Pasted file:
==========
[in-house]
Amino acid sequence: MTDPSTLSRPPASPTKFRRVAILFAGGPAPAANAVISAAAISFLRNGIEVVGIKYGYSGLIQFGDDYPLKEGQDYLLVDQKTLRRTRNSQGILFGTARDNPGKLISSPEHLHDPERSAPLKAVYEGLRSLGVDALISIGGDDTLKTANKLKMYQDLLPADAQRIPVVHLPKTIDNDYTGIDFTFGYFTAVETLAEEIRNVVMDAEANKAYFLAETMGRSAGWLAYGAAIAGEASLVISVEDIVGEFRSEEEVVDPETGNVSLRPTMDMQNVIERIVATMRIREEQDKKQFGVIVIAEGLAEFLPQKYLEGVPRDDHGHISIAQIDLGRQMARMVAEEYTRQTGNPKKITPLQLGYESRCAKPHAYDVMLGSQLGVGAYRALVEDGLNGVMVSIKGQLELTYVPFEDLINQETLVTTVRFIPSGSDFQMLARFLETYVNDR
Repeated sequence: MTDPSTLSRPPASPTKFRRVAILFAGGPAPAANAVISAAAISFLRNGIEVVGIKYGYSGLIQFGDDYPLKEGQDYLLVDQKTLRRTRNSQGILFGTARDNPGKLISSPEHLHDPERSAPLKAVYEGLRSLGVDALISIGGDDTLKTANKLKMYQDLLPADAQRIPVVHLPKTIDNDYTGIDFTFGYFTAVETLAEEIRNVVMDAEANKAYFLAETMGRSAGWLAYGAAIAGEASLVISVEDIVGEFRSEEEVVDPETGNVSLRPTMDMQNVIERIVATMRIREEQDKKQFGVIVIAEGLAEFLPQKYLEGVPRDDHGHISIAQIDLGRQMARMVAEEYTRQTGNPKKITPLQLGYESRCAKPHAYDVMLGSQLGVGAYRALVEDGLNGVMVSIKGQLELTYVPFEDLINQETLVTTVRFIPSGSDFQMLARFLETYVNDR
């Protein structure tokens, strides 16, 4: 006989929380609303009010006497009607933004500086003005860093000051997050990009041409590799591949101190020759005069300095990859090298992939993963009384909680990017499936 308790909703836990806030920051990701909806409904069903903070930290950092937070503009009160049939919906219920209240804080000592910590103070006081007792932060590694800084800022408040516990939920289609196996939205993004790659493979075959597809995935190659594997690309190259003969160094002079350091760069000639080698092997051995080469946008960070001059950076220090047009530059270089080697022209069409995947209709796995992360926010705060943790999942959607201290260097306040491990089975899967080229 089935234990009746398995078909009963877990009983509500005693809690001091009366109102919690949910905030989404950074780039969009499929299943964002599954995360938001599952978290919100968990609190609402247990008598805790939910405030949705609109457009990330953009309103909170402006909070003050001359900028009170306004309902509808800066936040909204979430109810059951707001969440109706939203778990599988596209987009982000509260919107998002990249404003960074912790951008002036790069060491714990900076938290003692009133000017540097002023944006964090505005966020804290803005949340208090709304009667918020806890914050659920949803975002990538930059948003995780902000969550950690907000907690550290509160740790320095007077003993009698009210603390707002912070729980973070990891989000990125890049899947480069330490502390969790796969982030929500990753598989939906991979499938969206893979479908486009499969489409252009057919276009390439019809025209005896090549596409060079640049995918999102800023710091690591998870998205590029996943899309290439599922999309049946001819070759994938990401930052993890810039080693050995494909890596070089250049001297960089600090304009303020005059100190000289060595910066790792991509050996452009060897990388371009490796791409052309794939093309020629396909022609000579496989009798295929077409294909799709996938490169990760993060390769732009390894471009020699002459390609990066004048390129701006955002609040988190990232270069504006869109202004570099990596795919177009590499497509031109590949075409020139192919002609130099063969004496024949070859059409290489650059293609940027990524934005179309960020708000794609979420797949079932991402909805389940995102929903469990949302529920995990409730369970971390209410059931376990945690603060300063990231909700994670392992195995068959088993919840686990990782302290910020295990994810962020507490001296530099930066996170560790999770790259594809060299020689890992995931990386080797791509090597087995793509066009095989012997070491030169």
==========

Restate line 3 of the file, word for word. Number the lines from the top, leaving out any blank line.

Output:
Repeated sequence: MTDPSTLSRPPASPTKFRRVAILFAGGPAPAANAVISAAAISFLRNGIEVVGIKYGYSGLIQFGDDYPLKEGQDYLLVDQKTLRRTRNSQGILFGTARDNPGKLISSPEHLHDPERSAPLKAVYEGLRSLGVDALISIGGDDTLKTANKLKMYQDLLPADAQRIPVVHLPKTIDNDYTGIDFTFGYFTAVETLAEEIRNVVMDAEANKAYFLAETMGRSAGWLAYGAAIAGEASLVISVEDIVGEFRSEEEVVDPETGNVSLRPTMDMQNVIERIVATMRIREEQDKKQFGVIVIAEGLAEFLPQKYLEGVPRDDHGHISIAQIDLGRQMARMVAEEYTRQTGNPKKITPLQLGYESRCAKPHAYDVMLGSQLGVGAYRALVEDGLNGVMVSIKGQLELTYVPFEDLINQETLVTTVRFIPSGSDFQMLARFLETYVNDR